The Bautista-Uytangcoy Mansion on Sto. Niño in The Camestisuhan District (the old enclave of rich Sangleys and Ilustrados) in Malolos is a beautiful oddity in this day and age when bygone residences and buildings are one by one being torn down, letting remnants of the past vanish into thin air. This 1850s neoclassical mansion, redecorated in 1877 in French Art Nouveau style was witness to multifarious conversations, including classified, for the most part near the turn of the century after Jose Rizal returned to Manila to form La Liga Filipina and before his exile to Dapitan (when he met the 21 women of Malolos), and the different periods when the house was converted as a municipio, and then as a Japanese barracks, until current resident, famous film set designer Dez Bautista (filmography includes Katorse, Nympha, Diosa, Stepsisters, Tatarin, etc.), restored his ancestral home and added touches of Chinoiserie, blending gracefully with Filipiniana and colonial-style decor, and his vast collection of antiquities, among them artworks from the masters like Juan Luna, Fernando Amorsolo and Hidalgo.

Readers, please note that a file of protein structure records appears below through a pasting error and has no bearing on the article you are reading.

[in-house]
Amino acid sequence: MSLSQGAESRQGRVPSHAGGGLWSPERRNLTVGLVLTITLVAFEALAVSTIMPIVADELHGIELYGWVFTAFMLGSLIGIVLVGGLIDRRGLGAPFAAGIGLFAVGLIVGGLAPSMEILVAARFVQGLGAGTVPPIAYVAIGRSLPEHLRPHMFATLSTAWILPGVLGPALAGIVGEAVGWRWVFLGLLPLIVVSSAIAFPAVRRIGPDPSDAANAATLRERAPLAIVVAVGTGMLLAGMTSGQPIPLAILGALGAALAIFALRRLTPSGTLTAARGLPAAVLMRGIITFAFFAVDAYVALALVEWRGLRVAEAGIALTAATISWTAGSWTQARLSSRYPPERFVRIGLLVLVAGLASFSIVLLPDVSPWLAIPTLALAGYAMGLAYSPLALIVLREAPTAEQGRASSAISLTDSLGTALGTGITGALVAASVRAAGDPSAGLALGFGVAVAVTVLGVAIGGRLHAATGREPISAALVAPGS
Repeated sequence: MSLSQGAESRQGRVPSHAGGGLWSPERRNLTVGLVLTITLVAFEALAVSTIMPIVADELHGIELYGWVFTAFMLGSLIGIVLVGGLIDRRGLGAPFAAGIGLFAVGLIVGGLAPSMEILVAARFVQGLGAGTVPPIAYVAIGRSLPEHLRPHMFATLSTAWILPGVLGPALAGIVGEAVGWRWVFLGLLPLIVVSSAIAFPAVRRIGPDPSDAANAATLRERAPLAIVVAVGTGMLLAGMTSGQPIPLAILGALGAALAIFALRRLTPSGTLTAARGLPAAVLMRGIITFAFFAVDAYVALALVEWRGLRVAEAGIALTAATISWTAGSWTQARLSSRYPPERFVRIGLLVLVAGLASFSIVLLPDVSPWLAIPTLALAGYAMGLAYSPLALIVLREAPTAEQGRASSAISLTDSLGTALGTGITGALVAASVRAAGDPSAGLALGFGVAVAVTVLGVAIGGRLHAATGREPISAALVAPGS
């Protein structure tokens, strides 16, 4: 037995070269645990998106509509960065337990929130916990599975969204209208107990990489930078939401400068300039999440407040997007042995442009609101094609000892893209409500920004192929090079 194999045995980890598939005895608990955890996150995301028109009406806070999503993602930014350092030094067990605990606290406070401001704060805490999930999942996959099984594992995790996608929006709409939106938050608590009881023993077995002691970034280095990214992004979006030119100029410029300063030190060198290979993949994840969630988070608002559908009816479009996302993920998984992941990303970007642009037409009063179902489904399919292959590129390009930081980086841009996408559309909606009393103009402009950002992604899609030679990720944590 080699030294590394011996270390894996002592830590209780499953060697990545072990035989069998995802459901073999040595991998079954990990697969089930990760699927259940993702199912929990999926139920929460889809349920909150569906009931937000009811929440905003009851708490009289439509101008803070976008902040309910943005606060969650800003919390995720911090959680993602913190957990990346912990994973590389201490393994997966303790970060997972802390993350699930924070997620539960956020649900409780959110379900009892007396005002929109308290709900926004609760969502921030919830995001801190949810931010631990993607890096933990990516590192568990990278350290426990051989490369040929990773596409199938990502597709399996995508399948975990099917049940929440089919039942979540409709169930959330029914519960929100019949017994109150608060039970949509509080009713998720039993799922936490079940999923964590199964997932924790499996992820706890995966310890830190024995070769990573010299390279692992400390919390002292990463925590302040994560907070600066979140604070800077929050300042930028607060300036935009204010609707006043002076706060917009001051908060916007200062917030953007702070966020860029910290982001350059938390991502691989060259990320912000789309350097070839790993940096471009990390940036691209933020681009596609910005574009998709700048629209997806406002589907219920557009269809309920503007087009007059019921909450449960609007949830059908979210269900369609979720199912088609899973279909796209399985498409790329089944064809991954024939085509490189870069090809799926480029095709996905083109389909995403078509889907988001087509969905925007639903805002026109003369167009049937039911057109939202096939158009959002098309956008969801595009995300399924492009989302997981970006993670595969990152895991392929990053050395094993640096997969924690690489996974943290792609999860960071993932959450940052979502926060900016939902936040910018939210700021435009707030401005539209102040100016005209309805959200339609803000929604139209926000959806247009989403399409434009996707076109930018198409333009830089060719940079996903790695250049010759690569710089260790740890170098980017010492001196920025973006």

An original sketch by Fernando Amorsolo from his younger days as artist.
Dez Bautista founded the Production Designers Guild of the Philippines (PDGP). He is also a food historian and a professor.
An original Juan Luna sketch hangs on the wall. The Ilocano in me got wild a little inside:)
My brief convesation with Dez Bautista
Do you cook yourself?
I tell my cusinera… I direct.
How would you describe Filipino food in 3 words?
Varied, original, fresh. When I say fresh, it needs to be cooked agad.
If you were gone tomorrow, what would you have for dinner?
We’re having crabs tonight. Whatever comes.
Thanking the FoodPrints hookup for making this post possible. Did you watch FoodPrints on the Lifestyle Network last night? How was it? Make it a habit every Saturday, 8:30 PM.
Photographed by Melanie de Leon and Blauearth
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